The quasi-biennial oscillation (QBO) is a quasiperiodic oscillation of the equatorial zonal wind between easterlies and westerlies in the tropical stratosphere with a mean period of 28 to 29 months. The alternating wind regimes develop at the top of the lower stratosphere and propagate downwards at about 1 km (0.6 mi) per month until they are dissipated at the tropical tropopause. Downward motion of the easterlies is usually more irregular than that of the westerlies. The amplitude of the easterly phase is about twice as strong as that of the westerly phase. At the top of the vertical QBO domain, easterlies dominate, while at the bottom, westerlies are more likely to be found. At the 30mb level, with regards to monthly mean zonal winds, the strongest recorded easterly was 29.55 m/s in November 2005, while the strongest recorded westerly was only 15.62 m/s in June 1995.
The stratosphere is the second major layer of Earth's atmosphere, just above the troposphere, and below the mesosphere. The stratosphere is stratified (layered) in temperature, with warmer layers higher and cooler layers closer to the Earth; this increase of temperature with altitude is a result of the absorption of the Sun's ultraviolet radiation by the ozone layer. This is in contrast to the troposphere, near the Earth's surface, where temperature decreases with altitude. The border between the troposphere and stratosphere, the tropopause, marks where this temperature inversion begins. Near the equator, the stratosphere starts at as high as 20 km, around 10 km at midlatitudes, and at about 7 km at the poles. Temperatures range from an average of −51 °C near the tropopause to an average of −15 °C near the mesosphere. Stratospheric temperatures also vary within the stratosphere as the seasons change, reaching particularly low temperatures in the polar night (winter). Winds in the stratosphere can far exceed those in the troposphere, reaching near 60 m/s in the Southern polar vortex.
Some natural periodicities in the sun exist, and these may or may not show up as periodicities in climate:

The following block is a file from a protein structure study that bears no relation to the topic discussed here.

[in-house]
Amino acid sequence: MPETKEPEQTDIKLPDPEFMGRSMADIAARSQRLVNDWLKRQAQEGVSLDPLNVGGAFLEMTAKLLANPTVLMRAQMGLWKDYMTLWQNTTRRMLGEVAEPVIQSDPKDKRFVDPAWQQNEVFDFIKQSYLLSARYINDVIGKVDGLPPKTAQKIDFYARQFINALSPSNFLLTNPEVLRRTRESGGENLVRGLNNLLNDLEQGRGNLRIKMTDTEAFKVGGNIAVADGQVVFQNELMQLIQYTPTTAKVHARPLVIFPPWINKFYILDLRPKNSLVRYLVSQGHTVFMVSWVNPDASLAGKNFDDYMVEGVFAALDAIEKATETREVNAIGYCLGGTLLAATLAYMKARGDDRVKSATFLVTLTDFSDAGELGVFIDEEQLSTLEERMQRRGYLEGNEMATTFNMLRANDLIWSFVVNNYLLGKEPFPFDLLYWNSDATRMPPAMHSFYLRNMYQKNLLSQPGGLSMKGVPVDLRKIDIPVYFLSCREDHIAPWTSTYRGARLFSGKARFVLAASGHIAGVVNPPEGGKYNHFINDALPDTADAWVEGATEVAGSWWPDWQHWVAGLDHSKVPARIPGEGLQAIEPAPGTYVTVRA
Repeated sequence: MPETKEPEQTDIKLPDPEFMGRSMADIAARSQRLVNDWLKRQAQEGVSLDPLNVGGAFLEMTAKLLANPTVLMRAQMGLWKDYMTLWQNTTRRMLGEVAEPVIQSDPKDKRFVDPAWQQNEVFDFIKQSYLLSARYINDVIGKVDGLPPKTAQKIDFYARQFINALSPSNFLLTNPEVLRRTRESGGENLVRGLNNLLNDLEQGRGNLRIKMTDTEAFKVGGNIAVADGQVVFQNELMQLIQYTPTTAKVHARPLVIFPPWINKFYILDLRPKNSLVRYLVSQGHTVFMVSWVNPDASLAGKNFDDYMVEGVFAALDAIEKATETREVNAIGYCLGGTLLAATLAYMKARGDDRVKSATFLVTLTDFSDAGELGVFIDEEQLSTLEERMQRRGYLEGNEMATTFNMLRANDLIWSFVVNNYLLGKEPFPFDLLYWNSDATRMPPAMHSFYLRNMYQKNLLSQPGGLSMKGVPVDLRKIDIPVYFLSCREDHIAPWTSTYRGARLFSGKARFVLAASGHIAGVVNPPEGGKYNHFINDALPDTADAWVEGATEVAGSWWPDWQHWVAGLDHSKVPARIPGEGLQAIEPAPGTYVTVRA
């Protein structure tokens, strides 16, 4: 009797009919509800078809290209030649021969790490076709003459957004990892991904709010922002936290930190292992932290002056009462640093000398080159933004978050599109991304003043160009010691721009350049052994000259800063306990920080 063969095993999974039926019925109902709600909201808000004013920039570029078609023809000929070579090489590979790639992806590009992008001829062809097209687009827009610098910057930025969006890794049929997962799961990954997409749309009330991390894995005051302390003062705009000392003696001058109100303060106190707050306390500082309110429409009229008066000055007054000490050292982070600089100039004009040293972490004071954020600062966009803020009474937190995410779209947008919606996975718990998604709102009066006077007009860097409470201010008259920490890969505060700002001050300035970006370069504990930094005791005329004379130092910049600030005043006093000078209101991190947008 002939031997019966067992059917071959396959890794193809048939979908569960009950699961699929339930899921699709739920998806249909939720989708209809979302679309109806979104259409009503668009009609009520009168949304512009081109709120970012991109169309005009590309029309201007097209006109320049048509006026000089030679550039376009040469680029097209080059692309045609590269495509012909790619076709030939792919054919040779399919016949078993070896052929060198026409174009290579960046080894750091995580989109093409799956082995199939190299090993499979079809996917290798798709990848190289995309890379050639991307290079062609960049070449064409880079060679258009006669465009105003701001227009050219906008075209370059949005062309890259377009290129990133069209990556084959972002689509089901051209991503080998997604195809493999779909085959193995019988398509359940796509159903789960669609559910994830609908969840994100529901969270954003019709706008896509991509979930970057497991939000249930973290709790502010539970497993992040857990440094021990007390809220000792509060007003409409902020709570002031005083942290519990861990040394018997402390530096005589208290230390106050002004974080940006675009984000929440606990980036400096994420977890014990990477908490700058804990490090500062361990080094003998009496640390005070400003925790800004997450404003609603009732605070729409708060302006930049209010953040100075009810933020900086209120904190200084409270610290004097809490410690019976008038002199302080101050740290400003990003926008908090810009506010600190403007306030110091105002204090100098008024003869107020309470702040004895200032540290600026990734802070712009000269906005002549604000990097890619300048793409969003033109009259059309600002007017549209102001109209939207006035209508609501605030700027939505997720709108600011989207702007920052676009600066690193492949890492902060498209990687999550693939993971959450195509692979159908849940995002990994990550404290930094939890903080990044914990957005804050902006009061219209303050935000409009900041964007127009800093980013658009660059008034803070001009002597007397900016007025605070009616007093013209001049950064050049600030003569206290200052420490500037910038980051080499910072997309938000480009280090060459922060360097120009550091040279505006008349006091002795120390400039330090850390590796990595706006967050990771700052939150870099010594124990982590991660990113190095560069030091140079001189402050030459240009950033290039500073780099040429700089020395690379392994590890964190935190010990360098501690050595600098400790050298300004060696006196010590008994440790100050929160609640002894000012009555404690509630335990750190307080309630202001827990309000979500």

The solar cycle or solar magnetic activity cycle is the nearly periodic 11-year change in the Sun's activity and appearance.
Anomalies in oscillations sometimes occur when they coincide, as in the Arctic dipole anomaly (a combination of the Arctic and North Atlantic oscillations) and the longer-term Younger Dryas, a sudden non-linear cooling event that occurred at the onset of the current Holocene interglacial. In the case of volcanoes, large eruptions such as Mount Tambora in 1816, which led to the Year Without a Summer, typically cool the climate, especially when the volcano is located in the tropics. Around 70 000 years ago the Toba supervolcano eruption created an especially cold period during the ice age, leading to a possible genetic bottleneck in human populations. However, outgassing from large igneous provinces such as the Permian Siberian Traps can input carbon dioxide into the atmosphere, warming the climate. Triggering of other mechanisms, such as methane clathrate deposits as during the Paleocene-Eocene Thermal Maximum, increased the rate of climatic temperature change and oceanic extinctions.
Another longer-term near-millennial oscillation involves the Daansgard-Oeschger cycles, occurring on roughly 1,500-year cycles during the last glacial maximum. They may be related to the Holocene Bond events, and may involve factors similar to those responsible for Heinrich events.
There are close correlations between Earth's climate oscillations and astronomical factors (barycenter changes, solar variation, cosmic ray flux, cloud albedo feedback, Milankovic cycles), and modes of heat distribution between the ocean-atmosphere climate system. In some cases, current, historical and paleoclimatological natural oscillations may be masked by significant volcanic eruptions, impact events, irregularities in climate proxy data, positive feedback processes or anthropogenic emissions of substances such as greenhouse gases.
Extreme phases of short-term climate oscillations such as ENSO can result in characteristic patterns of floods and droughts (including megadroughts), monsoonal disruption and extreme temperatures in the form of heat waves and cold waves. Shorter-term climate oscillations typically do not directly result in longer-term climate change in temperatures. However, the effects of underlying climate trends such as recent global warming and oscillations can be cumulative to global temperature, producing shorter-term fluctuations in the instrumental and satellite temperature records.
Collapses of past civilizations such as the Maya may be related to cycles of precipitation, especially drought, that in this example also correlates to the Western Hemisphere Warm Pool.